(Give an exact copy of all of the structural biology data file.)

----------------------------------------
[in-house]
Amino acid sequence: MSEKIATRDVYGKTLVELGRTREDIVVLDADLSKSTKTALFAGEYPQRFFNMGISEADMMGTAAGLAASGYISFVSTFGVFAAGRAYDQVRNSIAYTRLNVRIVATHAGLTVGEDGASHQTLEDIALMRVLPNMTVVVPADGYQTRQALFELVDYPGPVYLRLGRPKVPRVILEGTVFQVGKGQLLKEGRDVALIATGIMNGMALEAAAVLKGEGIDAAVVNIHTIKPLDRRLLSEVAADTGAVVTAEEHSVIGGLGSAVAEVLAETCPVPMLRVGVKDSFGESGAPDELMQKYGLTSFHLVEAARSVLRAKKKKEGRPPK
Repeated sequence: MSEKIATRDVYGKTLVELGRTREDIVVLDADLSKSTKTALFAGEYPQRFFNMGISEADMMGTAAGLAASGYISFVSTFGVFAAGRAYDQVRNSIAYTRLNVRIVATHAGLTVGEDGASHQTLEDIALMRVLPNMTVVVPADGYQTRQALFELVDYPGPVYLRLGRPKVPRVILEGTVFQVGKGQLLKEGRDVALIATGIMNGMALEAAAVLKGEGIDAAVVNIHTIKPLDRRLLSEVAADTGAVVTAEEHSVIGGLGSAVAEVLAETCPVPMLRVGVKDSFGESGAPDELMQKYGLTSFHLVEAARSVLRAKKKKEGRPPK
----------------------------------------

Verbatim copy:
[in-house]
Amino acid sequence: MSEKIATRDVYGKTLVELGRTREDIVVLDADLSKSTKTALFAGEYPQRFFNMGISEADMMGTAAGLAASGYISFVSTFGVFAAGRAYDQVRNSIAYTRLNVRIVATHAGLTVGEDGASHQTLEDIALMRVLPNMTVVVPADGYQTRQALFELVDYPGPVYLRLGRPKVPRVILEGTVFQVGKGQLLKEGRDVALIATGIMNGMALEAAAVLKGEGIDAAVVNIHTIKPLDRRLLSEVAADTGAVVTAEEHSVIGGLGSAVAEVLAETCPVPMLRVGVKDSFGESGAPDELMQKYGLTSFHLVEAARSVLRAKKKKEGRPPK
Repeated sequence: MSEKIATRDVYGKTLVELGRTREDIVVLDADLSKSTKTALFAGEYPQRFFNMGISEADMMGTAAGLAASGYISFVSTFGVFAAGRAYDQVRNSIAYTRLNVRIVATHAGLTVGEDGASHQTLEDIALMRVLPNMTVVVPADGYQTRQALFELVDYPGPVYLRLGRPKVPRVILEGTVFQVGKGQLLKEGRDVALIATGIMNGMALEAAAVLKGEGIDAAVVNIHTIKPLDRRLLSEVAADTGAVVTAEEHSVIGGLGSAVAEVLAETCPVPMLRVGVKDSFGESGAPDELMQKYGLTSFHLVEAARSVLRAKKKKEGRPPK